Power Consumption and Overclocking
Power Consumption and Energy Saving
Gigabyte’s big new “thing” is power consumption. While overclocking used to be the head-turning feature, most consumers today are just as interested in lowering power consumption levels than they are about eeking out an extra FPS or two through overclocking. Gigabyte is heavily promoting their new Dynamic Energy Saver technologies with the P45 lineup, which is their name for an array of technologies that perform on the fly voltage and clock speed monitoring and throttling, dependant upon the system load.
DES Software - De-Activated
DES Software - Activated w/ Power Savings Count
Dynamic Energy Saver Advanced is their new set of technologies which is featured on three of the four boards we’re looking at today. When enabled through software, these motherboards can switch off and tune down various parts of the motherboard which are not in use (the pistons represent power phase components which can be enabled or disabled on the fly). You can also monitor power consumption levels through software, and when enabled, Gigabyte’s software will show you how many watts of power you’ve saved. If you really want to save power, you can cut power to the motherboard's LED lights to save that extra milliwatt or two. I suppose that’s kind of neat. While writing this paragraph, these technologies saved 0.5 watts of power. Thanks, Gigabyte!
The big question is, will it hurt performance if I enable this thing? Everyone wants to save power and produce less heat, but if it kills performance, most people won’t give it a second thought. We decided to run some benchmarks with DES disabled and enabled on each of the three levels of power consumption. Amazingly, leaving DES enabled did not hurt our benchmark numbers, but it did cut down power consumption by significant quantities. This is what we like to see. Here's how DES Advanced worked with a Core 2 Q6600 processor @ 2.4 GHz clock speed on the Gigabyte EP45T-Extreme P45 motherboard.
Enabling DES at its highest level saved us 12W of power under full load, without hurting performance. While it may not sound like much, over time, little things like that can add up, and we’re happy to see that Gigabyte has implemented a power saving system which works, pretty much flawlessly. However, we should let you know that if you are overclocking, DES won’t work. The motherboard will lock in your clock speeds and voltage levels where DES won’t touch them.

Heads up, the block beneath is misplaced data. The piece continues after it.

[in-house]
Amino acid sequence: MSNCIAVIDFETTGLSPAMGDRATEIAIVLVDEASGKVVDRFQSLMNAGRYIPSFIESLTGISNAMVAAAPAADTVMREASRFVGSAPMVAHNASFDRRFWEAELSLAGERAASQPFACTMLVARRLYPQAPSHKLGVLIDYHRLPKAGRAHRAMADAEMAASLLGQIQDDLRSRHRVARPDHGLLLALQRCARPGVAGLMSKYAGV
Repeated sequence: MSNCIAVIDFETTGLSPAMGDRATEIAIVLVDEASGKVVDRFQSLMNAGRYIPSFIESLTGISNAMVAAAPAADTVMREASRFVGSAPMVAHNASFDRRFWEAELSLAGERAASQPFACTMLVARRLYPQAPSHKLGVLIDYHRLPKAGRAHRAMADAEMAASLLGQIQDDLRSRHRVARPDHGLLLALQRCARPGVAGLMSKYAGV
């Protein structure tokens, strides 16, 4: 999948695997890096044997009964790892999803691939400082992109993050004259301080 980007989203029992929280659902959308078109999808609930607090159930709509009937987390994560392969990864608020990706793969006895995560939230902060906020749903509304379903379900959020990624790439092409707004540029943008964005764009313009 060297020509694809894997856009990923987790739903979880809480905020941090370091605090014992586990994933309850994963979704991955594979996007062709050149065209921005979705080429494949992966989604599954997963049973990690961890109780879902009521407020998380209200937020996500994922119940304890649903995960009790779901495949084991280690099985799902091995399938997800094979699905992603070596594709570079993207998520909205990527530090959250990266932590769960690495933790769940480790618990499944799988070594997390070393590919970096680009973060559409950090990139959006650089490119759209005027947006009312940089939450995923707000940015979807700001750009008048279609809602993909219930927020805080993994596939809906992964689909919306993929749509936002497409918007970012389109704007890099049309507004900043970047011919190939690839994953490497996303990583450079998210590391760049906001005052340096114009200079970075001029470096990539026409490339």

For the sake of fairness, we did not use DES for our power consumption tests, as we want to give the boards and chipsets a fare shake before adding software-level power consumption fixes into the mix. Here’s how the boards stack up in power consumption against each other and against their peers. Our full system specs can be seen on the following pages.
Backing up our prior numbers, it appears that Intel’s new P45 chipset with DDR2 memory consumes more power than the older P35 chipset with the same memory modules. However, Gigabyte’s new DDR3-based P45 boards seem to be much more power friendly, consuming an average of about 20W less than the DDR2 variants. Interestingly enough, the more feature packed EP45T-Extreme board consumes the least amount of power, but this board also has the more advanced 12-phase power array along with lower-power DDR3 memory modules working for it. It’s good to see the P45 finally showcasing its low-power abilities which we were hoping we would see eventually.
For testing the overclockability of these boards, we equipped each platform with an Intel Core 2 Duo E8500 processor coupled with a huge Coolermaster Eclipse II cooling system with dual 120mm fans. We dropped the multipliers down to their lowest possible (6x), than sought to push the front side bus speed up as far as we could. As this chip is based on a relatively high-clock speed to begin with, along with Intel’s 45nm processor architecture in a dual-core format, it’s proved to be an exceptional overclocker in the past. Here are the peak overclock FSB levels we obtained with each board - keeping in mind the default front side bus speed for this processor is 333 MHz (1333 MHz FSB).
EP45T-DS3R - 520 MHz (2080 MHz FSB)
EP45T-Extreme - 580 MHz (2340 MHz FSB)
EP45-DQ6 - 433 MHz (1733 MHz FSB)
EP45-DS3L - 390 MHz (1560 MHz FSB)
With the exact same components, we found our DDR3-based P45 platforms to be much more solid in terms of overclocking. These boards were easily able to push beyond 500 MHz (2000 MHz FSB) with minimal voltage tweaks, whereas the DDR2-based platforms just struggled to meet minimal overclocking levels. The EP45T-Extreme specifically, proved to be an amazing overclocker, hitting an impressive 580 MHz (2340 MHz FSB) with very little effort and retaining stability. We were able to get our board to hit the 600 MHz (2400 MHz FSB) level for short periods of time as well. For those curious, all the boards have virtually the same BIOS setup and all of the core voltage and timing control sets between the BIOS’s are identical.